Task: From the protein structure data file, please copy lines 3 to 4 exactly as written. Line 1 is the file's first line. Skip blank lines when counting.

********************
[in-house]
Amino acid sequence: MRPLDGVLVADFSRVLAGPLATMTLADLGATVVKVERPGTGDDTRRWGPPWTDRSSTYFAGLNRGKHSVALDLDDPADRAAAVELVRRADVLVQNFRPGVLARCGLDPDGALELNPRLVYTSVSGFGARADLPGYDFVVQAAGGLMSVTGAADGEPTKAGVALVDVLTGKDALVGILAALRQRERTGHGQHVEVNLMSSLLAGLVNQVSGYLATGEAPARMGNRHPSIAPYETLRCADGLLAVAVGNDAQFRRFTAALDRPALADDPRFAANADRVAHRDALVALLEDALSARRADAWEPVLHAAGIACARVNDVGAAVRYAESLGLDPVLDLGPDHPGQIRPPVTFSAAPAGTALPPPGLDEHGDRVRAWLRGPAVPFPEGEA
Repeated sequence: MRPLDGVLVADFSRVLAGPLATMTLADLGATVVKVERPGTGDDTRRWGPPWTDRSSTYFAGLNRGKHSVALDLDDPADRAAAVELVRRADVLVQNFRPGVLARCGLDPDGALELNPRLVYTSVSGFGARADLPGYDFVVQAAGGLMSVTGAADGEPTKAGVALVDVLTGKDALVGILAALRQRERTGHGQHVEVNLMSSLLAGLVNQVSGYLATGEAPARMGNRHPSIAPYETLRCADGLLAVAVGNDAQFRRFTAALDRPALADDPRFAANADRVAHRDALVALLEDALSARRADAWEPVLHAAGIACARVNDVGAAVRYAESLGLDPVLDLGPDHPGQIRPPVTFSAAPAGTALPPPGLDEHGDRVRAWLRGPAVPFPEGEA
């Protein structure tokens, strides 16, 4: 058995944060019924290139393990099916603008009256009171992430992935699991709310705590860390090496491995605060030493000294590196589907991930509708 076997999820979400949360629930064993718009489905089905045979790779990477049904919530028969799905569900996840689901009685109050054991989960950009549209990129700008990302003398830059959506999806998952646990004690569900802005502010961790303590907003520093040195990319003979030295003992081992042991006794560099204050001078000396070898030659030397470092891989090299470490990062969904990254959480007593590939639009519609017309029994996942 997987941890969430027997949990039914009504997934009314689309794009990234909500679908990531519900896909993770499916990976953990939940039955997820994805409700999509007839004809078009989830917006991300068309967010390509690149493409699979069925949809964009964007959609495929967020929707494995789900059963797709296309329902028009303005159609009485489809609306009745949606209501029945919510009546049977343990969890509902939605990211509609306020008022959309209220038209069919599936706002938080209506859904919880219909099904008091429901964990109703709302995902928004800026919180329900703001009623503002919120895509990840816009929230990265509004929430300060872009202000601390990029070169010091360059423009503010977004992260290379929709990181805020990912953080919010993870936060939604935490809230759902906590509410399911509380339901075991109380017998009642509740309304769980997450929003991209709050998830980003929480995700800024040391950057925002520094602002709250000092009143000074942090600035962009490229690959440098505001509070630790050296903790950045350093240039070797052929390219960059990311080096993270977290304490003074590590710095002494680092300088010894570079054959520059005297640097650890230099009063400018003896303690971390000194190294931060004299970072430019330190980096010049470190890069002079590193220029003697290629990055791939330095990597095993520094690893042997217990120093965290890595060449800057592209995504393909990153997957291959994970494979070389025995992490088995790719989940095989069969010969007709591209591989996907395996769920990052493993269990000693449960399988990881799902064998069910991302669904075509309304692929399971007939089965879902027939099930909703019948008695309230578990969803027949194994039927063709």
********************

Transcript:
Repeated sequence: MRPLDGVLVADFSRVLAGPLATMTLADLGATVVKVERPGTGDDTRRWGPPWTDRSSTYFAGLNRGKHSVALDLDDPADRAAAVELVRRADVLVQNFRPGVLARCGLDPDGALELNPRLVYTSVSGFGARADLPGYDFVVQAAGGLMSVTGAADGEPTKAGVALVDVLTGKDALVGILAALRQRERTGHGQHVEVNLMSSLLAGLVNQVSGYLATGEAPARMGNRHPSIAPYETLRCADGLLAVAVGNDAQFRRFTAALDRPALADDPRFAANADRVAHRDALVALLEDALSARRADAWEPVLHAAGIACARVNDVGAAVRYAESLGLDPVLDLGPDHPGQIRPPVTFSAAPAGTALPPPGLDEHGDRVRAWLRGPAVPFPEGEA
């Protein structure tokens, strides 16, 4: 058995944060019924290139393990099916603008009256009171992430992935699991709310705590860390090496491995605060030493000294590196589907991930509708 076997999820979400949360629930064993718009489905089905045979790779990477049904919530028969799905569900996840689901009685109050054991989960950009549209990129700008990302003398830059959506999806998952646990004690569900802005502010961790303590907003520093040195990319003979030295003992081992042991006794560099204050001078000396070898030659030397470092891989090299470490990062969904990254959480007593590939639009519609017309029994996942 997987941890969430027997949990039914009504997934009314689309794009990234909500679908990531519900896909993770499916990976953990939940039955997820994805409700999509007839004809078009989830917006991300068309967010390509690149493409699979069925949809964009964007959609495929967020929707494995789900059963797709296309329902028009303005159609009485489809609306009745949606209501029945919510009546049977343990969890509902939605990211509609306020008022959309209220038209069919599936706002938080209506859904919880219909099904008091429901964990109703709302995902928004800026919180329900703001009623503002919120895509990840816009929230990265509004929430300060872009202000601390990029070169010091360059423009503010977004992260290379929709990181805020990912953080919010993870936060939604935490809230759902906590509410399911509380339901075991109380017998009642509740309304769980997450929003991209709050998830980003929480995700800024040391950057925002520094602002709250000092009143000074942090600035962009490229690959440098505001509070630790050296903790950045350093240039070797052929390219960059990311080096993270977290304490003074590590710095002494680092300088010894570079054959520059005297640097650890230099009063400018003896303690971390000194190294931060004299970072430019330190980096010049470190890069002079590193220029003697290629990055791939330095990597095993520094690893042997217990120093965290890595060449800057592209995504393909990153997957291959994970494979070389025995992490088995790719989940095989069969010969007709591209591989996907395996769920990052493993269990000693449960399988990881799902064998069910991302669904075509309304692929399971007939089965879902027939099930909703019948008695309230578990969803027949194994039927063709």